Simon Harriyott

What?! Rupert can't leave! He's the only one who knows the SCLABE system!

Which is precisely why he's leaving. Poor Rupert has been trying to spend more time with the rest of the .NET team doing cool stuff, but he keeps getting dragged off to fix the old SCLABE* system.

Any time a tweak is required, Rupert's manager gets Rupert to do it, because he's been here the longest, knows it the most, and can fix it the quickest. And he knows exactly why an extra column is added on alternate weekends - a previous customer was having problems with their invoicing, so this was introduced to get round it.

But now Rupert's off, all his manager can think to do is get him to document what he knows about SCLABE. The thing is, Rupert's motivation percentage is equal to the number of days left at the company; today there are 17 days left, so he is 17% motivated. So Rupert adds a table of contents to the document, changes the headers and footers, tweaks "Heading 2" so it has 6pt spacing before and 12pt afterwards. He writes about the objectives of the system, describes the main areas of the system as an overview, and spends the rest of the day trying to get Visio to draw something resembling a diagram of the system.

In other words, he's wasting everyone's time.

To be fair, he's asked what he needs to write, and the answer was "enough for someone else to take over from you". Well, to take over, they need to know what the thing does, right? But that doesn't really help the next guy (who had better not be me) when the next tweak is required. There isn't any documentation that will help. There can't possibly be. Why? Because it isn't Rupert's knowledge that needs to be passed on, it's his experience. And that can't be passed on in a document. I can read a document telling me how to do a backside footplant wallride, but that doesn't mean I understand it, let alone have any success with it.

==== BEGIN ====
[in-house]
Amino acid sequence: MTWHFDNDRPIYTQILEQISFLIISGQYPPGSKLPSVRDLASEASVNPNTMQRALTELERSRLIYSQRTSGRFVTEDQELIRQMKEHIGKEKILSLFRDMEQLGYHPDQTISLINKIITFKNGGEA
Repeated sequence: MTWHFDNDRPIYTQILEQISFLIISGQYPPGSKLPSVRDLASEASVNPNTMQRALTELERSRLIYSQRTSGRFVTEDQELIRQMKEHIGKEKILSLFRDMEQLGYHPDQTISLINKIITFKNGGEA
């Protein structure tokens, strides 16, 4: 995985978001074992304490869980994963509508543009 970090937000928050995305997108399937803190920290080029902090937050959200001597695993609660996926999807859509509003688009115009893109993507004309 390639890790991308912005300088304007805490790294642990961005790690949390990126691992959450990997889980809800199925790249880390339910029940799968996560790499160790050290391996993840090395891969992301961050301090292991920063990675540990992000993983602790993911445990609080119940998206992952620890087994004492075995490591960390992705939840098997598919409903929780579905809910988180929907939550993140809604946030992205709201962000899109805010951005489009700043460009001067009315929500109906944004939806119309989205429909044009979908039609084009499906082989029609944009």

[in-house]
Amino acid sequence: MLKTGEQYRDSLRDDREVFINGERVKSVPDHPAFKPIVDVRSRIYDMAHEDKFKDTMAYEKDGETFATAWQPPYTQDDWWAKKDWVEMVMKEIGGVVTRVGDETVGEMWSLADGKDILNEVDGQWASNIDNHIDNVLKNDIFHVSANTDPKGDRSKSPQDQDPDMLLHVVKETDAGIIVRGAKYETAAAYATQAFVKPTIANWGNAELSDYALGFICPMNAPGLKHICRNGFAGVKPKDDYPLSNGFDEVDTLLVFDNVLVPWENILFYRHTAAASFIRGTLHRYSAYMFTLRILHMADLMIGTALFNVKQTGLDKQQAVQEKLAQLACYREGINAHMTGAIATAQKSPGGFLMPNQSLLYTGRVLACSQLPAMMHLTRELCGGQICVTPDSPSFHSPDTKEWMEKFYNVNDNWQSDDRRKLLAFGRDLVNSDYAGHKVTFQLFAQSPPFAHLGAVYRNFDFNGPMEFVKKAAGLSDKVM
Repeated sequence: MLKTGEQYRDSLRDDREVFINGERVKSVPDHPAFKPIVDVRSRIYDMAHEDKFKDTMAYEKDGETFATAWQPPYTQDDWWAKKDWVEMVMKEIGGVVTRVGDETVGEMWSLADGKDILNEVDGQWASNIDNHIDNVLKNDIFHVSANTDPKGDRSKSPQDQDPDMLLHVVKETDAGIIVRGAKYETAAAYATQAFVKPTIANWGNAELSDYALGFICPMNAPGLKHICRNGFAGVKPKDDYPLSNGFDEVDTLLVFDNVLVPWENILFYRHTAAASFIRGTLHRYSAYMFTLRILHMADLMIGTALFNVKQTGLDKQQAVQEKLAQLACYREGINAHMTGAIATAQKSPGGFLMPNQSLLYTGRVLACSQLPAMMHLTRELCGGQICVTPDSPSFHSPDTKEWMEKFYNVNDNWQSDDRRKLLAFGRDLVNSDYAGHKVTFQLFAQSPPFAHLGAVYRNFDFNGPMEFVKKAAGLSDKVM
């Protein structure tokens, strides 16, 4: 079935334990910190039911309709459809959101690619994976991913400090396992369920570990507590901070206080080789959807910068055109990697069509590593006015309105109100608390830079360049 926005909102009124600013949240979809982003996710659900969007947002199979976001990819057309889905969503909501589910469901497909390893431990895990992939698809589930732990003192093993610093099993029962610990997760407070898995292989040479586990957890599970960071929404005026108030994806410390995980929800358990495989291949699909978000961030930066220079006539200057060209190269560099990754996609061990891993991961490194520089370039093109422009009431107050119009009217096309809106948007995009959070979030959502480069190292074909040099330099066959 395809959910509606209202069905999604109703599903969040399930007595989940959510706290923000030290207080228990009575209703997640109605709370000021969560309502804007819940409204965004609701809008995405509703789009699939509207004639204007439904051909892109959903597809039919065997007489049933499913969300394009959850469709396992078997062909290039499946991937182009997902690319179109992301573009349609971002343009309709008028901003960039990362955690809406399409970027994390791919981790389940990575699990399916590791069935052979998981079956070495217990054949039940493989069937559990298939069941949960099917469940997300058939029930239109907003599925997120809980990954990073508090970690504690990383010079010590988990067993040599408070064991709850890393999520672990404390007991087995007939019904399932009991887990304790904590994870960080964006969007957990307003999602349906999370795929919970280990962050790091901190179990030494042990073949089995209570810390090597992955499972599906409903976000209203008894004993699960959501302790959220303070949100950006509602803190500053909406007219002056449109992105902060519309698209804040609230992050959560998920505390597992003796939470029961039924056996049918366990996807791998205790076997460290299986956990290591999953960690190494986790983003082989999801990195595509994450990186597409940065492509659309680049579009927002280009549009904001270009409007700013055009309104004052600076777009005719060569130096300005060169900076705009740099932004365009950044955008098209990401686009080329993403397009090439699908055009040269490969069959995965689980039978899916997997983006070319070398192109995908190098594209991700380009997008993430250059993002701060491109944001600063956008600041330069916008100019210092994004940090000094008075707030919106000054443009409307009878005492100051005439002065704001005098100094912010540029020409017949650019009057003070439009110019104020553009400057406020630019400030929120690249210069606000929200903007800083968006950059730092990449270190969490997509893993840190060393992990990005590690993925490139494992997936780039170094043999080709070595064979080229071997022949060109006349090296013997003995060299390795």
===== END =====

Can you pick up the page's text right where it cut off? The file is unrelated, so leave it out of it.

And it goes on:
So what to do? For Rupert's boss, not a lot, except learn for next time. Rupert's experience needs to be passed on, which can only be achieved by showing someone. Although I've never been a manager, if I was stuck managing SCLABE, I would find a volunteer or two (willing or otherwise) to learn from Rupert. When a tweak is required, the volunteer, let's call her Ingrid, would sit at the keyboard, with Rupert next to her. Rupert would tell her how to navigate through the code, what to look for, how to implement the change, how to test it, where to deploy it to, and everything else, without actually doing it himself. Rupert would answer questions, and sometimes withhold information to make sure Ingrid thought about what she was doing. She would either work it out, or have to ask the right questions.

In this way, Ingrid would actually experience the system, and start to understand it. After a few of these sessions, she may be able to fix some things by herself. This would free up Rupert to get on with the cool AJAX stuff. If Rupert spent time with others in the team, then it would seem fair, and people could take turns. If Rupert left, then SCLABE fixes wouldn't be a major trauma, as someone else could do it. Rupert would be less likely to leave anyway, as he's now a confident, successful mentor, and even has time to write some Ruby on skis.

* SCLABE is a fictional legacy system written in COBOL on an AS/400. Rupert is a fictional developer, whose resemblance to anyone you know is the whole point of this exercise.

5 March 2006